Elizabeth Scripturient (the delinquent, ecumenical (hermionesviolin) wrote,
Elizabeth Scripturient (the delinquent, ecumenical
hermionesviolin

Dollhouse 1.01 "Ghost" [watched 2009-02-16 on hulu.com]

I'm watching this show largely because I know that fandom is watching it, and I want to have my own opinions on the source text rather than just interpreting other people's opinions.  The premise sounded really skeevy, and I'm not all that deeply interested in Big Ideas about identity -- 'cause honestly, it's kinda scary/creepy to think about who you would be if your mind was wiped AND you kept living lives as other people and getting those wiped too BUT bits of the memories started to leak in.

I'm irked by how much suspension of disbelief I have to do.  There's stupid stuff like letting the Actives have total free range with almost no supervision within the Dollhouse, but there's also bigger stuff.  Ballard says, "The only way to imprint a human being with a new personality is to remove their own, completely."  While this makes sense, how does he know this? 

Ballard's looking into human trafficking operations, but there are very few Actives in the Dollhouse (unless we're just seeing some little pod of 5 and really there are lots of pods in this underground mansion or something).  And the opening scene with Caroline and Ms. DeWitt indicates that they don't just deal in straight-up human trafficking but also/instead coerced volunteers -- Ms. DeWitt says something about helping Caroline, like that Caroline's gotten herself into trouble that would send her to jail or something and Ms. DeWitt's offering her a way out (though Caroline's statement that she doesn't have a choice would imply that she's in debt way over her head to shady characters or something, that basically her life is on the line).  And I'm really intrigued by this "five-year term" -- are they told they'll get their old personalties back after the term?  Since they don't remember who they were before, of course the folks with the power have no incentive to actually follow through on that, but still.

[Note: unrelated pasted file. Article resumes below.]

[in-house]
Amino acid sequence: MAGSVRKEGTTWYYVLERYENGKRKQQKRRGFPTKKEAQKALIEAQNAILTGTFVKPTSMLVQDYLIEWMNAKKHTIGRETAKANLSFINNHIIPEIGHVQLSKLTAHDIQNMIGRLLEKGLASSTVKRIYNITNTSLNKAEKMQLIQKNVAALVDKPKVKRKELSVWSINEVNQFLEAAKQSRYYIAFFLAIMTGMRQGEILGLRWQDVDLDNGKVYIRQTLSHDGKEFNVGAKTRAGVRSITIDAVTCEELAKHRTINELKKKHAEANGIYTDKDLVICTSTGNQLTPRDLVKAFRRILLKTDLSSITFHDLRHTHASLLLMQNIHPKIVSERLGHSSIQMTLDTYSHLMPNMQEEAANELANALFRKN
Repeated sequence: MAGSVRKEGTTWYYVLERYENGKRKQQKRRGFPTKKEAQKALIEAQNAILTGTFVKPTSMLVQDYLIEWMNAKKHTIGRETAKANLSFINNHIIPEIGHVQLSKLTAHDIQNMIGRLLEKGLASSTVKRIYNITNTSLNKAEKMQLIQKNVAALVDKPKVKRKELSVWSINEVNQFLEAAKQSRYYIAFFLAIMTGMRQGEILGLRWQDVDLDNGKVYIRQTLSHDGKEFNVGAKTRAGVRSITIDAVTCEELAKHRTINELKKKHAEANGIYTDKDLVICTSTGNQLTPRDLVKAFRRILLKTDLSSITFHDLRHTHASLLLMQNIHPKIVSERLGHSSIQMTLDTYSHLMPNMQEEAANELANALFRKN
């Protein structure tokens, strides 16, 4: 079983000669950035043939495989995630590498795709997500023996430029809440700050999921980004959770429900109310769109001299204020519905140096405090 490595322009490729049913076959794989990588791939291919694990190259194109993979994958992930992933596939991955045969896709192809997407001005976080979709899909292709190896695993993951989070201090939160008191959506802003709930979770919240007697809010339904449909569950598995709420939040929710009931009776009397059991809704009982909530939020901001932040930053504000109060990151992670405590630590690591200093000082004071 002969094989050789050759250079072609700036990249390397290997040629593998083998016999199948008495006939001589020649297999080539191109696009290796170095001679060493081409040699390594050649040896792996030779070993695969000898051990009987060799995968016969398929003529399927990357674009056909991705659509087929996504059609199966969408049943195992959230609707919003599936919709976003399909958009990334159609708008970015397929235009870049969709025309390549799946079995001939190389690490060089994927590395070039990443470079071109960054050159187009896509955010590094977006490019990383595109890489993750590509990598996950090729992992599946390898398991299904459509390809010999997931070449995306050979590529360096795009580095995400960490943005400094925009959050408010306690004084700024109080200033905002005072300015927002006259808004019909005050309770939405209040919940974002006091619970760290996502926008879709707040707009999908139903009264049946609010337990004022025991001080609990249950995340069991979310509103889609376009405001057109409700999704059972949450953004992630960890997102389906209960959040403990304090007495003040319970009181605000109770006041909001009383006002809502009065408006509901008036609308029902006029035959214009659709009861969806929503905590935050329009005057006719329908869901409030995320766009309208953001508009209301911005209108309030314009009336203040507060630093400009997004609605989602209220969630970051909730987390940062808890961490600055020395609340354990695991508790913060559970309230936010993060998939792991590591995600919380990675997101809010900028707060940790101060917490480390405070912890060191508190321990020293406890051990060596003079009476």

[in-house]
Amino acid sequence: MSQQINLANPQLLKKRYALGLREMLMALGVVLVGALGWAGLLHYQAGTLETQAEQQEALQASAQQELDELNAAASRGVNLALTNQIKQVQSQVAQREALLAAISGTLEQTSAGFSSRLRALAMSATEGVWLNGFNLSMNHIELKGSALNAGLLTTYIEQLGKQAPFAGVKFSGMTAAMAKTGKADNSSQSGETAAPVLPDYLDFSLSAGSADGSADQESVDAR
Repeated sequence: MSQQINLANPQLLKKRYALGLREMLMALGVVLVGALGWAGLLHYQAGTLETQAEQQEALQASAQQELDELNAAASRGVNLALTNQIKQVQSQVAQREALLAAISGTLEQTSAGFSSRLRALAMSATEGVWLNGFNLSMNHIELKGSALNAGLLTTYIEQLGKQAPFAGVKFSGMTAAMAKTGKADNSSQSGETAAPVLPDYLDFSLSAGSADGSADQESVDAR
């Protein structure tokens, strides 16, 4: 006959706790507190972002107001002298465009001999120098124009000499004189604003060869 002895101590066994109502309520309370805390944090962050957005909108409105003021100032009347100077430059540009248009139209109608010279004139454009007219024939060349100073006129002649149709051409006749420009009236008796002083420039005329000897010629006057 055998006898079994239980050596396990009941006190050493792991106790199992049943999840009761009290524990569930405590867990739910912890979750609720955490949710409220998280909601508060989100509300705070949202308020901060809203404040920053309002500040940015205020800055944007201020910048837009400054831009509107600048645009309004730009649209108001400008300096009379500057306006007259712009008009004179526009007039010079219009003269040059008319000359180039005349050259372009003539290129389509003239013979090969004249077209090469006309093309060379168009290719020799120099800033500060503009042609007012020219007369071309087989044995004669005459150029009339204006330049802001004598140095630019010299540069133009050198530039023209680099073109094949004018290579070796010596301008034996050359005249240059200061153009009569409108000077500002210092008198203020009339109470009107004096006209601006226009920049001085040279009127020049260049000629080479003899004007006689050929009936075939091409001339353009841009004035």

And how do you integrate a personality, a history, when grafting it on to a blank slate?  I mean, when an Active wakes up, why does she think she's there?  What's the story they tell her?  How does she acquiesce so readily to leaving her engagement for her "treatment"?

I'm also a bit weary of everyone talking like they're giving a speech.  And this is coming from someone who liked Dawson's Creek having teenagers talk like such strong-vocabulary articulate folks.  Ballard's spiel about how you always want more ("something more extreme, something more specific, something perfect"), I was like, "Who are you? Fox Mulder?"  Though honestly that particular speechy bit was one of the ones that most made sense that the speaker would actually say.

I'm intrigued by the intercutting scenes we get during Ballard's interrogation.  Fight Club?

Is Sierra supposed to be the woman who shoots up the place at the end?  I'm guessing no, since Sierra had pixie-short bleached-blonde hair.

And they're this super-sekrit organization that nobody knows about (except obv. there's the black market demand for their services -- and it sounds fantastic enough that I'm willing to believe that no one who isn't seriously seeking those services actually believes they exist) um, I forget where I was going with that sentence

And how do they get these personalities?  Do they collaborate with places that are doing brain mapping for serious research purposes and steal the stuff?  Do they have a front as a legit medical research place doing brain mapping of exceptional people?
And these people are clearly still alive and walking around -- Topher says, "I looked her up.  She killed herself.  Last year."  (Though okay, they make give the Active a name different from any of the personalities they're drawing on, so as to minimize the chance of confusion in the outside world.)